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Case Western Reserve University School of Law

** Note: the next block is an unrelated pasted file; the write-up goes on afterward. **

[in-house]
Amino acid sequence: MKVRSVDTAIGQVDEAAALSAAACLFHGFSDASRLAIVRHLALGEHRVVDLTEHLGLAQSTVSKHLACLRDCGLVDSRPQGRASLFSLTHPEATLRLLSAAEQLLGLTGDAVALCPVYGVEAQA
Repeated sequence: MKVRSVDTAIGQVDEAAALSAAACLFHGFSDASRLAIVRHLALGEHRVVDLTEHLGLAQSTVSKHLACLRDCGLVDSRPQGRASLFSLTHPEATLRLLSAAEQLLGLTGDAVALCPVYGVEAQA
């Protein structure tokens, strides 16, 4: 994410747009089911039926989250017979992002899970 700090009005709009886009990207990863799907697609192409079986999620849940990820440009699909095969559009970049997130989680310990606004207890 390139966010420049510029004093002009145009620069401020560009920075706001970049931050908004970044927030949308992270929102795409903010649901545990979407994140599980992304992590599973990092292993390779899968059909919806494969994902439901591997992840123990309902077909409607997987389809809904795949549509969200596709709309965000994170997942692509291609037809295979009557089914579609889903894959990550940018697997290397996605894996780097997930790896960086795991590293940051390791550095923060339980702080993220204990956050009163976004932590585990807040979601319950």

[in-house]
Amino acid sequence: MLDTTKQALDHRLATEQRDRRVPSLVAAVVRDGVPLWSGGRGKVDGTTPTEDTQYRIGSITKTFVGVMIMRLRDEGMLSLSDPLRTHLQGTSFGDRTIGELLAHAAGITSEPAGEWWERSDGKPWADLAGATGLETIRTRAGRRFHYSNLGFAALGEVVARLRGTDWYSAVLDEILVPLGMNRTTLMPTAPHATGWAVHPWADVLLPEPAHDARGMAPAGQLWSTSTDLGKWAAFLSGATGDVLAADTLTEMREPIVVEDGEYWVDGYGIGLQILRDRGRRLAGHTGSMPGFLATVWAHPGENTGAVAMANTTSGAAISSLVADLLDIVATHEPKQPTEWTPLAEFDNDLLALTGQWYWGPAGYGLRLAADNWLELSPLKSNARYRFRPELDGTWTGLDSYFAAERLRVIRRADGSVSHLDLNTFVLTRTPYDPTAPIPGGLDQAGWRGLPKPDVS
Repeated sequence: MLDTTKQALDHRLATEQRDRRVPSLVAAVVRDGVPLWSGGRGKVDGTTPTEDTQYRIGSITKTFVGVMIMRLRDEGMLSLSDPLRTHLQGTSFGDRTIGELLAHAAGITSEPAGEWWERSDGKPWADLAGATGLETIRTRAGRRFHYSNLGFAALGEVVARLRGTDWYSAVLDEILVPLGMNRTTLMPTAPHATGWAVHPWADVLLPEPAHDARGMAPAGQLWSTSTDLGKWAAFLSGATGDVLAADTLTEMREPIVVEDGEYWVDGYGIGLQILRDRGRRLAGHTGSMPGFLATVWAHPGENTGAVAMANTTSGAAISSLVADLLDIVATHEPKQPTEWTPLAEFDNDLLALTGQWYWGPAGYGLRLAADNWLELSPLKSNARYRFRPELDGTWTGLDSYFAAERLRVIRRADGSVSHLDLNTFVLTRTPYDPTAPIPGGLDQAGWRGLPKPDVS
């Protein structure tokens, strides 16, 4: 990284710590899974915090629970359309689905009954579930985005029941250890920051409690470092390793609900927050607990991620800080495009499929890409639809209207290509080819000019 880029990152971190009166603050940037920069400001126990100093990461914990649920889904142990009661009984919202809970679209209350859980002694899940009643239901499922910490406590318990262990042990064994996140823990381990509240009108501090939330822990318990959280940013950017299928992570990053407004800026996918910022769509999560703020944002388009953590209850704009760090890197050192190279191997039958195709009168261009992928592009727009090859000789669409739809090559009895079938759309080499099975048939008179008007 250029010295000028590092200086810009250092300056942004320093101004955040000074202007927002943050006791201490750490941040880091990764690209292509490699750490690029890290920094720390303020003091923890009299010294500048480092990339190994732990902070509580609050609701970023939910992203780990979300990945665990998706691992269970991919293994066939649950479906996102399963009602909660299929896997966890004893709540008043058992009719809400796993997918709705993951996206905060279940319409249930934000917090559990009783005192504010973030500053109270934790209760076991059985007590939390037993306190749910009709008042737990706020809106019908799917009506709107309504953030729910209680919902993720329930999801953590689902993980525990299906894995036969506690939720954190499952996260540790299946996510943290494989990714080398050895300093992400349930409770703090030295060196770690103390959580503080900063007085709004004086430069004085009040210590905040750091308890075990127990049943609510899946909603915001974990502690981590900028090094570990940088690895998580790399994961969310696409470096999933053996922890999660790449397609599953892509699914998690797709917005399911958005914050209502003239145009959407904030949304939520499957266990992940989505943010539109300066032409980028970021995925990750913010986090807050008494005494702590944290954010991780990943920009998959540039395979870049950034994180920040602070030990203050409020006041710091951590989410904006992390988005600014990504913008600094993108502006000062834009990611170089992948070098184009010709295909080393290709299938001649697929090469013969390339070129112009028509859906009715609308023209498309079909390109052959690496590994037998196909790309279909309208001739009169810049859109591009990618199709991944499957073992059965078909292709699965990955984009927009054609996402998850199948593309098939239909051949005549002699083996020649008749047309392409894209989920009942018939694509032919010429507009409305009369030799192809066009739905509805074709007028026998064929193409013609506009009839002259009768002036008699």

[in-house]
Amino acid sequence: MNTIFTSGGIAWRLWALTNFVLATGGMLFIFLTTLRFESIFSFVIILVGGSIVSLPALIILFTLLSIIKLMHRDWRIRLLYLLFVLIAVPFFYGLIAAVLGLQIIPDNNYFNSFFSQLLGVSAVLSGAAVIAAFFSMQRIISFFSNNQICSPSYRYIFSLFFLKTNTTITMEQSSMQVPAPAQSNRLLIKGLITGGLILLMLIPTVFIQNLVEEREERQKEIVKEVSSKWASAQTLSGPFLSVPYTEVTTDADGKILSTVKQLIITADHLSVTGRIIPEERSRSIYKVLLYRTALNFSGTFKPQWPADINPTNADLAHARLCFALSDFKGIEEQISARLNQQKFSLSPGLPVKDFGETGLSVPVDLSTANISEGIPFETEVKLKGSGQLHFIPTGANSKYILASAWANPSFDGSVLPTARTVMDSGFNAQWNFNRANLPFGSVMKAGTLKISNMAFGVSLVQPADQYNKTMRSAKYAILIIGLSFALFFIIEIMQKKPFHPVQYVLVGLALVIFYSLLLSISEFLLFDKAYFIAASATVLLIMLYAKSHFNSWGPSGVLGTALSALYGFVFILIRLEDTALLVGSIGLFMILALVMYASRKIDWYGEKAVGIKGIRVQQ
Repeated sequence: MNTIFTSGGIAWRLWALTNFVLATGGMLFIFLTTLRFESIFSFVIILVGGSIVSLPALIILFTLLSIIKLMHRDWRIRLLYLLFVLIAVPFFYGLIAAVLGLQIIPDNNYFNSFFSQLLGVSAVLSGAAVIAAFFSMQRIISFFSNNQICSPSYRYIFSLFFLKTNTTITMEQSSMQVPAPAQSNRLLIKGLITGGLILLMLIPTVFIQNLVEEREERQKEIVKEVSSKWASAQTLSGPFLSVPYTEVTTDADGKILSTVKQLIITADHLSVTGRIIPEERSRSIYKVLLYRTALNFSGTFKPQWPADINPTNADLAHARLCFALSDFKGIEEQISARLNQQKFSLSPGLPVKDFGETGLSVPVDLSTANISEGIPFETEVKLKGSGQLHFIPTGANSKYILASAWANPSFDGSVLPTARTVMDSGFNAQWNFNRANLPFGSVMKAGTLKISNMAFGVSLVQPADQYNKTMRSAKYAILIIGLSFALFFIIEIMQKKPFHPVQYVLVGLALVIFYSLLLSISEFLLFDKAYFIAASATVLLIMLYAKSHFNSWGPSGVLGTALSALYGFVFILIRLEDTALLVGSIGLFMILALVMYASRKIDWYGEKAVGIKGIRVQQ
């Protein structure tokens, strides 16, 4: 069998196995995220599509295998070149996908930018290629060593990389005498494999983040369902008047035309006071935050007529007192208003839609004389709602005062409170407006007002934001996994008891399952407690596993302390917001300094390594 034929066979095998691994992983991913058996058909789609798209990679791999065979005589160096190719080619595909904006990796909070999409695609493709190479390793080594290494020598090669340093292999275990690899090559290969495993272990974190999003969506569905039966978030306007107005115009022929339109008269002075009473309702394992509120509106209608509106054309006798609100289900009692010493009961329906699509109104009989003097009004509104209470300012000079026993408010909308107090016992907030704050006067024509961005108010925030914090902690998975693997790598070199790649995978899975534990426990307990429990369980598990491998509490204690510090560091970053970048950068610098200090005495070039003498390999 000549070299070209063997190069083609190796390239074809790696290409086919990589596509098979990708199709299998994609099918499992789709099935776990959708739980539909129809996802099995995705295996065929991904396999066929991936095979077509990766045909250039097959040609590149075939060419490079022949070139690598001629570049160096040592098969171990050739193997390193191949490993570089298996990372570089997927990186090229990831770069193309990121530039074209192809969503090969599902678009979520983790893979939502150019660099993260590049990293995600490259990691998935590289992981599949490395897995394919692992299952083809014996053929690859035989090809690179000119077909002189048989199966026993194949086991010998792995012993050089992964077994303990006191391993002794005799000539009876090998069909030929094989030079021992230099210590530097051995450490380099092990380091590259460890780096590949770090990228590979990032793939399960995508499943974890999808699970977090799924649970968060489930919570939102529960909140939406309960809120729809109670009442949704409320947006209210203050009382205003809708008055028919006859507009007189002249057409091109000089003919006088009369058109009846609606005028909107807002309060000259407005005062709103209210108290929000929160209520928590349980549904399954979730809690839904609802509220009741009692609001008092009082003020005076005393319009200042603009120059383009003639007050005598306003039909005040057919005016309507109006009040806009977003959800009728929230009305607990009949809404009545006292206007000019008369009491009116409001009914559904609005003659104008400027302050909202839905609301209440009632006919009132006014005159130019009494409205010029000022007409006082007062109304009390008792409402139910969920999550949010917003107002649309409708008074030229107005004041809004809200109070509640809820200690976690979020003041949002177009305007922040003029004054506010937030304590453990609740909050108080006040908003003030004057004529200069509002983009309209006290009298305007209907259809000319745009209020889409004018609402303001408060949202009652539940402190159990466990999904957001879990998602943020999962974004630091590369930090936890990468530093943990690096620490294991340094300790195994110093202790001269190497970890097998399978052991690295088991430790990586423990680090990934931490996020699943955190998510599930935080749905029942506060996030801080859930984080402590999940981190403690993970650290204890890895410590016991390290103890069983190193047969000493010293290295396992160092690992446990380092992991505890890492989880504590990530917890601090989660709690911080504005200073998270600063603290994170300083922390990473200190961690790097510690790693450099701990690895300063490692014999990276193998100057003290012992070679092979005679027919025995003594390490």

In Blindness, Nobel Prize laureate Jos6 Saramago chronicles the quarantining of the first victims of a plague of blindness.1 We meet many people who become blind in Saramago's novel, including an opthamologist, a one-eyed man with an eye patch, and a man born blind. Saramago reminds us that we are all blind in one way or another, and that there are many things about ourselves and our society that we can't or won't see. The quarantine itself turns out to be isolating, inhumane, and degrading; the interred blind being portrayed by themselves and others as pigs, dogs, and "lame crabs." Soldiers stand guard, and shoot anyone trying to escape, mostly out of fear that they themselves might become infected by the blindness virus.



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